Yangerche Namu

Yangerche Namu has become famous as the Chinese singer and author who proposed marriage to the President of France, Nicholas Sarkozy.

Yang is from the Chinese Himalayan Mosu region near Tibet and as an unknown singer after leaving Shanghai, she threw herself at the feet of the passing Tenth Panchen Lama in Beijing. Unlike the Dalai Lama the Panchen Lama stayed in Tibet. He eventually used his influence to get her a place at The National Minorities University.

She wrote about her upbringing and her people, and became a singer.

She is outspoken about her sex life as her culture is ruled by women, for whom it is natural to have lovers, but no husbands. Her people, the Mosu, live near Luga (the Mother) Lake in Yunnan Province.

She has written that her home town men smell bad and she criticise’s Chinese men in general.Thus she is established as a heroine for Chinese women. The Chinese men have a great many chauvinistic aspects, virtually all of them smoke, gamble and get drunk.

There are far more men in China than women due to the ‘one child policy’ and most are spoiled by their parents, often lazy. Girls work harder and tend to be better educated and learn English. So why would an educated middle class ‘westernized’ Chinese woman want a Chinese man?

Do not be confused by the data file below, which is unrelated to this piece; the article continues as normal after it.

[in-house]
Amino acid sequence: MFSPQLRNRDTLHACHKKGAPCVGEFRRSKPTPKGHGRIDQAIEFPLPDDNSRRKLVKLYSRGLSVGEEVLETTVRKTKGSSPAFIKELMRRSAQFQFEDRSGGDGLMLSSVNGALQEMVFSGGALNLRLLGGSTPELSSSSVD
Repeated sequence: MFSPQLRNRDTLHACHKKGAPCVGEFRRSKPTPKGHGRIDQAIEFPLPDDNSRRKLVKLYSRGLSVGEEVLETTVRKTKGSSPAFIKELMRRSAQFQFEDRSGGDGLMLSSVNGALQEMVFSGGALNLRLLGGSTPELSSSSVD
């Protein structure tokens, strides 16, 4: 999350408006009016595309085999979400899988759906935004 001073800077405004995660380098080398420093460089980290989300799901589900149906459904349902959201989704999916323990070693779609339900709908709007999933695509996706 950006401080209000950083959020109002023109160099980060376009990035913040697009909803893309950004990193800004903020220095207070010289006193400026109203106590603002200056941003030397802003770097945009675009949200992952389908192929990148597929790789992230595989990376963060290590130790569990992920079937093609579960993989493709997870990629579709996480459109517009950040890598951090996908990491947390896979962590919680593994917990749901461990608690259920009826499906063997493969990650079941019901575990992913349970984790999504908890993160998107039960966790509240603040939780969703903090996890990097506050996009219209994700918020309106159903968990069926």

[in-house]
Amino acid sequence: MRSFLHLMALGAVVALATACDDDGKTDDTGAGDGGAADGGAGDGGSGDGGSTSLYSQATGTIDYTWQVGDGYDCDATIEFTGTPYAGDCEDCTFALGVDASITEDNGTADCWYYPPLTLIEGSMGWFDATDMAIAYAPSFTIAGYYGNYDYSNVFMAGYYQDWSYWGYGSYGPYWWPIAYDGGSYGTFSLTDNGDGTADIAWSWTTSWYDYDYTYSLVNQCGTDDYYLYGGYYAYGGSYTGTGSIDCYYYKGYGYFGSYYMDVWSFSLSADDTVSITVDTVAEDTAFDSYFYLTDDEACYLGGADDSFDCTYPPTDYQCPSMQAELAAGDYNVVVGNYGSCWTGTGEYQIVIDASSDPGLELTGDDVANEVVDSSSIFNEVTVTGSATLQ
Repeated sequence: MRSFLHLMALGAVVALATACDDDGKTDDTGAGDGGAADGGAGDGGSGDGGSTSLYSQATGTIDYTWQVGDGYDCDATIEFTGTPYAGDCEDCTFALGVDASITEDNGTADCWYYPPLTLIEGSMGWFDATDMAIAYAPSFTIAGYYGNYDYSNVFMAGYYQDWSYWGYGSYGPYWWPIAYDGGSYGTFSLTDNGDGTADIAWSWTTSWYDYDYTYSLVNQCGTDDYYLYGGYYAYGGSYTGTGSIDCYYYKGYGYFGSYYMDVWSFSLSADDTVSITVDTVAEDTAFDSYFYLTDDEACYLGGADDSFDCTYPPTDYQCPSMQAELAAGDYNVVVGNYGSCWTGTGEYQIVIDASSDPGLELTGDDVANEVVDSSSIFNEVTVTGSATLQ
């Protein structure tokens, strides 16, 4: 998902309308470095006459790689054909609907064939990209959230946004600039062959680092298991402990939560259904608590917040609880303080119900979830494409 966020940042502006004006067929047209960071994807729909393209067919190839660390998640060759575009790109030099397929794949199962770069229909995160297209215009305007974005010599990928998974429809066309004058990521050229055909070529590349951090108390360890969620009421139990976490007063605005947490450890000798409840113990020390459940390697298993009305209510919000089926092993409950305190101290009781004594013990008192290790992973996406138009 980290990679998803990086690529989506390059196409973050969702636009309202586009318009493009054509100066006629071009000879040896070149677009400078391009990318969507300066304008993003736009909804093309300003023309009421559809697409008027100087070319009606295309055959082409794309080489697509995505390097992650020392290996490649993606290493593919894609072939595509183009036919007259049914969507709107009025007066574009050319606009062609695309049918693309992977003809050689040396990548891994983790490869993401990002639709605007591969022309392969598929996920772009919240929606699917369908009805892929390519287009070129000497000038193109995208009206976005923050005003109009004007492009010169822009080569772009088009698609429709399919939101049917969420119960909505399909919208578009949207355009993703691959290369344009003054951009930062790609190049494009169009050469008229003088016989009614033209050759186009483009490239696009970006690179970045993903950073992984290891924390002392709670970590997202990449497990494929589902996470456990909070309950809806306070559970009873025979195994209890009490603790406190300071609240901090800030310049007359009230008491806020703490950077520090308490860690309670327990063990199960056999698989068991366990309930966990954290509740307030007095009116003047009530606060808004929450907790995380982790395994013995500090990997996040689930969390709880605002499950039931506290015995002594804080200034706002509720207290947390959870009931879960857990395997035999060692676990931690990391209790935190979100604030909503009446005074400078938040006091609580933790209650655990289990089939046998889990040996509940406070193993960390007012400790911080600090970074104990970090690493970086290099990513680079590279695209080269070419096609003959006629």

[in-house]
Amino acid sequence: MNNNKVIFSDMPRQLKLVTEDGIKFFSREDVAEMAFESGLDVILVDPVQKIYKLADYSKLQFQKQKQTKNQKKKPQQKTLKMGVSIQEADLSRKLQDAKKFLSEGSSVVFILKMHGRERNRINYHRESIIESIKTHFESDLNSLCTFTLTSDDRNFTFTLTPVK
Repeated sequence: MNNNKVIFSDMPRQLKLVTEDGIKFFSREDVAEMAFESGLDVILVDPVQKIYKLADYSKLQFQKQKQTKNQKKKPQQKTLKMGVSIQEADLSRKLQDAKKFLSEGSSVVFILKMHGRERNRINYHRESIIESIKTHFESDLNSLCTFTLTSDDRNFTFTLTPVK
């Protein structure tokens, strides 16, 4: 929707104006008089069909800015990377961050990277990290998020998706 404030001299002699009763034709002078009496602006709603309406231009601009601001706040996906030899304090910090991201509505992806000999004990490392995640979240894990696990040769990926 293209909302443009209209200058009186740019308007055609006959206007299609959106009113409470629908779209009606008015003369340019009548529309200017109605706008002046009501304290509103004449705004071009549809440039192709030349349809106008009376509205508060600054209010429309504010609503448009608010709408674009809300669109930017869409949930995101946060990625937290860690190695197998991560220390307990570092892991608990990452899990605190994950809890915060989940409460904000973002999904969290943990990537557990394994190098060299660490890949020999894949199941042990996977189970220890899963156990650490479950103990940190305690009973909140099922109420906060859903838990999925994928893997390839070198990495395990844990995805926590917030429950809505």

These are the thoughts and verbalization’s of ‘Yang’ and multiple educated middle class Chinese women!

So with her outspoken and modern view, she has become a singer celebrity in China and due to her sexual attitudes has been nicknamed ‘The Tibetan Madonna’ it’s got more cache to it than the Yunnan Madonna!

Girls on top

Girls on top

With so many girls outnumbering the young males in China, there is a shift coming in cultural emphasis. This is also matched with the rise in China of consumerism and this can be seen in the City streets where the young gather in fashionable Pizza outlets and American fast food and drinks locations, which are very dominant!

There is little doubt that girls are on top.

Yang’s book is very prescient in its outlook!

MORE: Impressions of China

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